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It’s a wine country food fight.

Napa Vision 2050 and sectors of the wine industry have clashed over proposed, large wineries and tree-clearing hillside vineyard development. Now they are having a smaller disagreement over a pizza fundraiser.

Last Friday, Napa Vision 2050 announced that it would have a Jan. 22 pizza “dine-and-donate” day at Forge Pizza Napa and one subsequent day each month. Forge would pay to Vision 2050 a small amount of the proceeds for a meal when the diners showed a Vision 2050 coupon with their payment.

That’s a common fundraising method for organizations ranging from schools to clubs.

But soon after the event was announced, Forge canceled it. According to Vision 2050 President Dan Mufson, the pizzeria reacted to pressure from wine industry members. “Goliath gobbled our pizza money,” he reported in an email.

“You feel like a little kid on the playground – ‘Someone came and took my money away,’” Mufson said on Monday.

Rex Stults of Napa Valley Vintners saw things differently. The wine industry can’t make Forge cancel an event, he said.

“It’s so silly,” Stults said. “We have no control over who they dine-and-donate to.”

Michael Karp, a business partner with Forge, said the restaurant started getting calls over the event, perhaps six to eight. That’s when Forge—which opened last year in the South Napa Century Center—found out it had gotten involved in something polarizing, which it doesn’t want to do.

“There was no threat, there was no anything, just a lot of noise of people discussing it,” Karp said. “We didn’t know we were choosing a side and people were asking, ‘What side are you on?’ “

Call it a tempest in a teapot, a cataclysm in a café, a paroxysm in a pizzeria. Or perhaps just a sign of the times, given the recent skirmishes over wine country growth.

Napa Vision 2050 formed two years ago as a coalition of 14 local groups ranging from Save Rural Angwin to Protect Rural Napa to Napa Sierra Club. It has opposed certain proposed wineries that it says resemble events centers in agricultural areas and development it says could hurt watersheds.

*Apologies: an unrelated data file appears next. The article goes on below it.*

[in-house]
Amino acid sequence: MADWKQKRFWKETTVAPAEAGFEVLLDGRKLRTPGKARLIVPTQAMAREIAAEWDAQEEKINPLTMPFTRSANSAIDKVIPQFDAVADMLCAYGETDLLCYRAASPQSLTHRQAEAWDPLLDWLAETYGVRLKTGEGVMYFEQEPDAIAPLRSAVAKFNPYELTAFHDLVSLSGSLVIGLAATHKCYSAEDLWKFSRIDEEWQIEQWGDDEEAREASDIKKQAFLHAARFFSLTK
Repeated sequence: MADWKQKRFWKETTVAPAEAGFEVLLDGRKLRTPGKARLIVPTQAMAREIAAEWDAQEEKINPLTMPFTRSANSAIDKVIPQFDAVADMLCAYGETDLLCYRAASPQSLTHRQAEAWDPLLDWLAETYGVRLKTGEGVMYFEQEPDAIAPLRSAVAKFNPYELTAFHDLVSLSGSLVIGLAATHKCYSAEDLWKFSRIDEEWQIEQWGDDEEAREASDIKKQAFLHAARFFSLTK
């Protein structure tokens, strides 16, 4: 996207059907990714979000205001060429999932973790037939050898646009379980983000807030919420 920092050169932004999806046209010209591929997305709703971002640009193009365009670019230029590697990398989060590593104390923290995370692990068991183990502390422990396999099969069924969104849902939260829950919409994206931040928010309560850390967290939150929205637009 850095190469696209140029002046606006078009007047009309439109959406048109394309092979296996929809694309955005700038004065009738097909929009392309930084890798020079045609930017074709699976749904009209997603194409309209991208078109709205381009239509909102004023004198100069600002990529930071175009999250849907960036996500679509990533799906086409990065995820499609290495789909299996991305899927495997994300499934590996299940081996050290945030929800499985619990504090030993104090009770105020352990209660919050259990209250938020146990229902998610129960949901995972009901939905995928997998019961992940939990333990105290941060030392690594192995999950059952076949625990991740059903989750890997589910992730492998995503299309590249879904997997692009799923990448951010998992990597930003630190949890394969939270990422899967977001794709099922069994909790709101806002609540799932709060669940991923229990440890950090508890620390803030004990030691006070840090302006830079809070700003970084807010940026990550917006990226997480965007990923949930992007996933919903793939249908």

The group’s Friday announcement of the pizza dine-and-donate event was widely circulated in an email blast. That brought a reaction from a wine industry that sometimes clashes with Vision 2050.

Stults said he started receiving emails on Friday from people, some in the wine industry, saying they like Forge pizza, but wouldn’t go there again because of the Vision 2050 event. That prompted Stults to call Forge in part to find out if it was really holding an event.

“I would have a hard time believing a local restaurant wants to dine-and-donate for Vision 2050 and alienate the Napa Valley wine industry who they rely on for a large part of their business,” Stults said.

Stults said he simply made a courtesy call, given that Forge is a new business and might not know about Vision 2050. He knows of one other person in the wine industry who also contacted Forge.

Karp said the restaurant found out Friday that it was in the middle of things.

“We’re new to the community,” Karp said. “We don’t want to take sides of any kind on strong issues with a polarizing point of view. Our job is to go in there and do great food and do great service and be there for the community and just be a fun and happy place.”

Vision 2050 Vice President Kathy Felch said she received a phone call on Saturday from the Forge corporate office canceling the event. She stressed that Vision 2050 doesn’t blame Forge and would still like to do dine-and-donate events there.

Although Mufson said the amount of money at stake is “paltry”- maybe a couple of hundred dollars – he called the wine industry “a bully.” He said the situation reminds him of West Virginia coal companies that don’t care about the locals.

“I guess we’re doing something right,” Mufson said. “If we weren’t, they wouldn’t care about our fundraisers, would they?”

Stults called Vision 2050 “a small, divisive group of people with the ambition of taking down the Napa Valley wine industry.”

Felch saw the incident as being about more than pizza.

“I think it really discloses how wide the fault lines are here, which is too bad,” Felch said.

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Napa County Reporter

Barry Eberling covers Napa County government, transportation, the environment and general assignments. He was worked for the Napa Valley Register since fall 2014 and previously worked 27 years for the Daily Republic of Fairfield. He is a graduate of UC Sa